By Barb Arland-Fye
This week’s column takes a cue from Star Wars, which unfolds a story from back to start. In this case, the story focuses on the Christian Experience Weekend, or CEW, the subject of last week’s column. I thought every parish in the Davenport Diocese that organizes a CEW had been mentioned in the column. My mistake! I inadvertently left out St. Paul the Apostle Parish in Davenport, which held its women’s CEW Feb. 20-22. The men’s CEW is this weekend, March 6-8, and it’s not too late for any man desiring to enrich his spiritual journey to attend. “We will take walk-ins on Friday evening — we start at 8 p.m.,” George Blough, lay director for the men’s CEW, told me. “If someone wants to sign up, contact me at George@riglassco.com.”
“The Christian Experience Weekend at St. Paul the Apostle Parish is a vital retreat experience that helps those who attend it experience, perhaps for the first time in their lives, a vital personal relationship with Jesus Christ,” said Father Tony Herold, the pastor. “Those who are not Catholic and attend the CEW often choose to enter the church. At our parish we are consciously focusing on forming intentional disciples. The Christian Experience Weekend helps us fulfill our mission.”
St. Paul the Apostle is the forefront of CEW in the Davenport Diocese, having organized the first one in our diocese in 1983, according to Deacon Bob McCoy. He and his wife, Pat, are longtime members of the CEW community at St. Paul’s. Participation in CEW inspired Deacon Bob to discern a call to the diaconate. He has served CEW as a spiritual director and Pat has served as a lay director for the women’s CEW.
Men from communities in the Archdiocese of Dubuque, Iowa, where CEW was founded some 40 years ago, brought the retreat movement to St. Paul’s in 1983, Deacon Bob said. From there, CEW spread to Our Lady of Lourdes Parish in Bettendorf and beyond, he recalls.
“CEW has meant a great deal to Pat and me,” Deacon Bob says. “Personally, CEW directly influenced my interest in the diaconate. I realized the value of the spiritual enrichment that can come through involvement in CEW. It’s kind of a mini retreat. People come together. It allows them to examine their own relationship with Jesus and with the members of their own parish community and with the greater church.”
Pat says she felt more connected to the parish community after participating in CEW. People open up about their faith during CEW; Pat felt affirmed in her faith journey. “You realize how many people are thinking about their faith and actually do something about it. I think that’s what leads to a lot of leadership at church.”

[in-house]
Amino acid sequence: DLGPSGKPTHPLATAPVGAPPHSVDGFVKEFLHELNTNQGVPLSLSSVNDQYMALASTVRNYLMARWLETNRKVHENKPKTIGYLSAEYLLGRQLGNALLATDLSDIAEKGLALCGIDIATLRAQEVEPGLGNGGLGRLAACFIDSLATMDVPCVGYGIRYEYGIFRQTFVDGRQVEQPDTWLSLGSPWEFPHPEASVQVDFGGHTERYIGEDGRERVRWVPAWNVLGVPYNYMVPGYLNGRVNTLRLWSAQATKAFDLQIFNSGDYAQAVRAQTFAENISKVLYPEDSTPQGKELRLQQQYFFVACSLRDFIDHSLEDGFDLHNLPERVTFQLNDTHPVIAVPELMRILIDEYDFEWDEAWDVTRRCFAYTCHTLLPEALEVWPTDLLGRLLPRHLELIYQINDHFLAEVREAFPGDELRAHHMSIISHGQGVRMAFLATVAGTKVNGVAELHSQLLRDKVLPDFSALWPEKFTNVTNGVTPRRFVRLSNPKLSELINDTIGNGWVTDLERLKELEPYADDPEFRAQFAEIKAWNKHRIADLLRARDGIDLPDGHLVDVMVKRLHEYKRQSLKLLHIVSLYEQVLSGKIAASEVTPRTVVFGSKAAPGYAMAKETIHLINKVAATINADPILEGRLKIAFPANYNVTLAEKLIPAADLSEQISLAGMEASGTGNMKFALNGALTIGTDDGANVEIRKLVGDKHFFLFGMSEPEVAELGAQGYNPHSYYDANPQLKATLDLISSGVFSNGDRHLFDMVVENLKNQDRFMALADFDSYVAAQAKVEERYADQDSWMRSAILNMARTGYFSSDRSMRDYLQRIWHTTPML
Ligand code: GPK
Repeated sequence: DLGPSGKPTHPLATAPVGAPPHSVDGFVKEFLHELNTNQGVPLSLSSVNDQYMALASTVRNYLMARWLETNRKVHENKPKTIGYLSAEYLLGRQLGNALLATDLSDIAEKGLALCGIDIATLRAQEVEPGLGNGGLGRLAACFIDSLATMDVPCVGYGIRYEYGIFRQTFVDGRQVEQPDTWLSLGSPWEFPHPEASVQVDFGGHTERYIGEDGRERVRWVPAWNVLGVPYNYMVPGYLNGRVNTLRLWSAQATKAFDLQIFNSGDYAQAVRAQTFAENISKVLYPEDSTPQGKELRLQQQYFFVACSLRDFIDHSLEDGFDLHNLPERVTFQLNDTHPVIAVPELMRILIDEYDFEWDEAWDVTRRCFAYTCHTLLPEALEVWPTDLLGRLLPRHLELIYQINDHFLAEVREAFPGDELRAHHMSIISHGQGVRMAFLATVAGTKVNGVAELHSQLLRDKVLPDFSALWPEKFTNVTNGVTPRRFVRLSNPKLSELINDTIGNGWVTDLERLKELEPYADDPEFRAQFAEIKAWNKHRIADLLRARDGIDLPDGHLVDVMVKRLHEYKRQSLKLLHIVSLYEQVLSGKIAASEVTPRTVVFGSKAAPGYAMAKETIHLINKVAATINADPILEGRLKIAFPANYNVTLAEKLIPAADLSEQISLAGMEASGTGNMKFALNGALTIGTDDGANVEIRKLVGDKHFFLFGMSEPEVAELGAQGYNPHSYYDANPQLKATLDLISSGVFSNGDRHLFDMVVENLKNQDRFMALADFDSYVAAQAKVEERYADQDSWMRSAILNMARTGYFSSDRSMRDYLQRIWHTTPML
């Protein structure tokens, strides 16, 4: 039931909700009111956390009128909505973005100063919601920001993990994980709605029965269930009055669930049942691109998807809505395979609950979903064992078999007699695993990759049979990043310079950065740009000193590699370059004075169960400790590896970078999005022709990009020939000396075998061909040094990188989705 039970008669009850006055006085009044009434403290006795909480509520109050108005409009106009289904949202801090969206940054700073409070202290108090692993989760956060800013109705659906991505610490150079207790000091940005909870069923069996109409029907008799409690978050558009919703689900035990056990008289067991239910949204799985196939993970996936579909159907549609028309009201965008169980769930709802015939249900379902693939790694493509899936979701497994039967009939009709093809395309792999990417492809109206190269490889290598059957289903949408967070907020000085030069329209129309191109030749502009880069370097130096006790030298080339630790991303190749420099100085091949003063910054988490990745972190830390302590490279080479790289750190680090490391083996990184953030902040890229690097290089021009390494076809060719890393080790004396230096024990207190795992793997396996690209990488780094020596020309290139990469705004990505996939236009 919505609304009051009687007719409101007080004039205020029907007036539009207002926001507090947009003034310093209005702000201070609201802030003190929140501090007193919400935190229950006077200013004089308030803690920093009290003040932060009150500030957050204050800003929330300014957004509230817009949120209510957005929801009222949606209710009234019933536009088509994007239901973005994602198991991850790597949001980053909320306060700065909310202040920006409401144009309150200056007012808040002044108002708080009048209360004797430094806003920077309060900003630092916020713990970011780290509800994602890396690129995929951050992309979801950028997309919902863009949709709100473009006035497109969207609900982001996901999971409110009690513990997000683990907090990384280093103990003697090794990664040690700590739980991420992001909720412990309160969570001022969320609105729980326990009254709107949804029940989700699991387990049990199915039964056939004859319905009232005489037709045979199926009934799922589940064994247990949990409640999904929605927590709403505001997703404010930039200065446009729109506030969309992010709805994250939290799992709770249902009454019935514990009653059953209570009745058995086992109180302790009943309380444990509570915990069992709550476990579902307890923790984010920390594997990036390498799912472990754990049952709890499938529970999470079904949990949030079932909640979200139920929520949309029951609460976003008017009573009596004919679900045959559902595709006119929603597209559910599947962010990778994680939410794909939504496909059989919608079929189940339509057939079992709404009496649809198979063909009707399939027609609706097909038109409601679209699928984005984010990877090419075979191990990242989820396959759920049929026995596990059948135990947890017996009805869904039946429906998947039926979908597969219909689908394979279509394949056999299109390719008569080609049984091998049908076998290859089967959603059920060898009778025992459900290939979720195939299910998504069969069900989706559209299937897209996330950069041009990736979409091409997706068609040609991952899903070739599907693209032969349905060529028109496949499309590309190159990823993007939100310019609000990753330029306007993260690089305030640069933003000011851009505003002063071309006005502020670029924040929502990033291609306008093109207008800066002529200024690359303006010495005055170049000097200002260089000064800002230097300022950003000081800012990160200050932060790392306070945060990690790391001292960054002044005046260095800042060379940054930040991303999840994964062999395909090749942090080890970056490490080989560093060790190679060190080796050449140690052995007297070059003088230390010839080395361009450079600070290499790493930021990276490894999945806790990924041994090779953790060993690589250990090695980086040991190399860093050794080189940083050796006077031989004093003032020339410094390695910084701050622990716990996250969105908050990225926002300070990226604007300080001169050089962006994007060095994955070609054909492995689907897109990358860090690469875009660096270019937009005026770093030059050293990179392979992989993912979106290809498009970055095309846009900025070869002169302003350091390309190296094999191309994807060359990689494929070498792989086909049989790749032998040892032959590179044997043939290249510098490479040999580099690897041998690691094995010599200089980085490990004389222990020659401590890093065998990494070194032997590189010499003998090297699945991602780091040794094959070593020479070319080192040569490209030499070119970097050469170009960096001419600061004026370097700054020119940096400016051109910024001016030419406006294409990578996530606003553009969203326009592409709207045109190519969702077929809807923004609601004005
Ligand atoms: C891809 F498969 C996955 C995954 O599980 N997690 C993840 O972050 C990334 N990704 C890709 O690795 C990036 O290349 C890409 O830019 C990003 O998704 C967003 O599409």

The couple gives a lot of credit to Father George McDaniel, a retired priest of the Davenport Diocese, whose support of CEW in the early years kept it going.
George Blough is among St. Paul parishioners who have accepted the baton for CEW. His wife, Beth, “is the one who got me involved in it 15 years ago.” They’ve been involved ever since. “It’s just made my faith life so much stronger because of the involvement it creates in the church (parish) community,” George observes.
As a result, he feels more a part of the Catholic community anywhere he attends Mass. “It’s also spurred me to get to know my own Catholic faith more and to get more involved in other areas of the church, like RCIA (Rite of Christian Initiation of Adults).”CEW fosters “a closer relationship with God, but that relationship happens in community with others,” George adds.
Since CEW is a weekend long retreat, first-time participants (called candidates) spend Friday and Saturday night in St. Paul the Apostle Catholic School. “We turn the school building into a mini hotel and conference center, with our own private chapel.”
That concludes another chapter of the CEW story. Now CEW’s founders in the Dubuque Archdiocese have established another spiritual enrichment program: Disciples Experience Weekend (DEW). Stay tuned.